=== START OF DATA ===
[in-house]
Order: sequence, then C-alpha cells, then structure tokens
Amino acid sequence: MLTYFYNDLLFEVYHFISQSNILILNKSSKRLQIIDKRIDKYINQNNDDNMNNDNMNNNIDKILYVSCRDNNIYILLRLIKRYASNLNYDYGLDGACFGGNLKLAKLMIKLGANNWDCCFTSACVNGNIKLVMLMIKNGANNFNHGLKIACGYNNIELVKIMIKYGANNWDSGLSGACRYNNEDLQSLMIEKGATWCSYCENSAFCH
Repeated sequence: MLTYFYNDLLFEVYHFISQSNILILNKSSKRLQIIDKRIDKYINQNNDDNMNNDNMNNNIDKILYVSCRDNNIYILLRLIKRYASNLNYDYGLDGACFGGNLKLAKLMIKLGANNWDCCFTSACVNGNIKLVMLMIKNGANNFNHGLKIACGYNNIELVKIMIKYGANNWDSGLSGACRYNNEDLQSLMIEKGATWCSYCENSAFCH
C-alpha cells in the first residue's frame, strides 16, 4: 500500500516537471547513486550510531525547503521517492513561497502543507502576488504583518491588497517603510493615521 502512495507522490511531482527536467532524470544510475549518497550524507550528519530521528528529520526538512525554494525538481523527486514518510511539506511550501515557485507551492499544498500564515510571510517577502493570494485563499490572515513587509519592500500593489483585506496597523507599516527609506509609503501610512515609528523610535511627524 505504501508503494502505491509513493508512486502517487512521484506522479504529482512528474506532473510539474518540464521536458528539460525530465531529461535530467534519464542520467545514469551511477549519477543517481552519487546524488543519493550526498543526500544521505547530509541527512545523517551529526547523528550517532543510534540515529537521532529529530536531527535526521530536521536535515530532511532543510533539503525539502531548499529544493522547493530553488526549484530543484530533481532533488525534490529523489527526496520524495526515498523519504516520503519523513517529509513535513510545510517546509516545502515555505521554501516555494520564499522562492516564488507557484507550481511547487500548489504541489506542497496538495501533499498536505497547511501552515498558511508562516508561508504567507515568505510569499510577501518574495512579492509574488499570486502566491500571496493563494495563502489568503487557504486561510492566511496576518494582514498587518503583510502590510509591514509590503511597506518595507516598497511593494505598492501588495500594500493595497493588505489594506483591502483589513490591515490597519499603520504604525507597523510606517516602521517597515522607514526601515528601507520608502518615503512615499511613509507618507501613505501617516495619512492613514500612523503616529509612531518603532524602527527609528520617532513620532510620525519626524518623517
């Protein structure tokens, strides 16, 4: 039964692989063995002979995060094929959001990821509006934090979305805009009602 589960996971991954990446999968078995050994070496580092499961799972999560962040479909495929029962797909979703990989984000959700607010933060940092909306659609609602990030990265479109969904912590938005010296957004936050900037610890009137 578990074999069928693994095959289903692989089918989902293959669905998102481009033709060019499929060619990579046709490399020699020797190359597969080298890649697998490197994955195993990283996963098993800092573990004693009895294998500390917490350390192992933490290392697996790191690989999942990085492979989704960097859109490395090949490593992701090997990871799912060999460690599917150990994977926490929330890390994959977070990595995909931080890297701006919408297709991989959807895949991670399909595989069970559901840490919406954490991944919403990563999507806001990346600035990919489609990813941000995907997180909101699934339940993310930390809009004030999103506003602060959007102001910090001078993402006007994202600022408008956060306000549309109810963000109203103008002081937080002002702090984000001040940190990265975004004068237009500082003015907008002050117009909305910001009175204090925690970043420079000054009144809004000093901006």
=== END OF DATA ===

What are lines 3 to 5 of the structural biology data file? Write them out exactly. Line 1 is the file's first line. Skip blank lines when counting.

Amino acid sequence: MLTYFYNDLLFEVYHFISQSNILILNKSSKRLQIIDKRIDKYINQNNDDNMNNDNMNNNIDKILYVSCRDNNIYILLRLIKRYASNLNYDYGLDGACFGGNLKLAKLMIKLGANNWDCCFTSACVNGNIKLVMLMIKNGANNFNHGLKIACGYNNIELVKIMIKYGANNWDSGLSGACRYNNEDLQSLMIEKGATWCSYCENSAFCH
Repeated sequence: MLTYFYNDLLFEVYHFISQSNILILNKSSKRLQIIDKRIDKYINQNNDDNMNNDNMNNNIDKILYVSCRDNNIYILLRLIKRYASNLNYDYGLDGACFGGNLKLAKLMIKLGANNWDCCFTSACVNGNIKLVMLMIKNGANNFNHGLKIACGYNNIELVKIMIKYGANNWDSGLSGACRYNNEDLQSLMIEKGATWCSYCENSAFCH
C-alpha cells in the first residue's frame, strides 16, 4: 500500500516537471547513486550510531525547503521517492513561497502543507502576488504583518491588497517603510493615521 502512495507522490511531482527536467532524470544510475549518497550524507550528519530521528528529520526538512525554494525538481523527486514518510511539506511550501515557485507551492499544498500564515510571510517577502493570494485563499490572515513587509519592500500593489483585506496597523507599516527609506509609503501610512515609528523610535511627524 505504501508503494502505491509513493508512486502517487512521484506522479504529482512528474506532473510539474518540464521536458528539460525530465531529461535530467534519464542520467545514469551511477549519477543517481552519487546524488543519493550526498543526500544521505547530509541527512545523517551529526547523528550517532543510534540515529537521532529529530536531527535526521530536521536535515530532511532543510533539503525539502531548499529544493522547493530553488526549484530543484530533481532533488525534490529523489527526496520524495526515498523519504516520503519523513517529509513535513510545510517546509516545502515555505521554501516555494520564499522562492516564488507557484507550481511547487500548489504541489506542497496538495501533499498536505497547511501552515498558511508562516508561508504567507515568505510569499510577501518574495512579492509574488499570486502566491500571496493563494495563502489568503487557504486561510492566511496576518494582514498587518503583510502590510509591514509590503511597506518595507516598497511593494505598492501588495500594500493595497493588505489594506483591502483589513490591515490597519499603520504604525507597523510606517516602521517597515522607514526601515528601507520608502518615503512615499511613509507618507501613505501617516495619512492613514500612523503616529509612531518603532524602527527609528520617532513620532510620525519626524518623517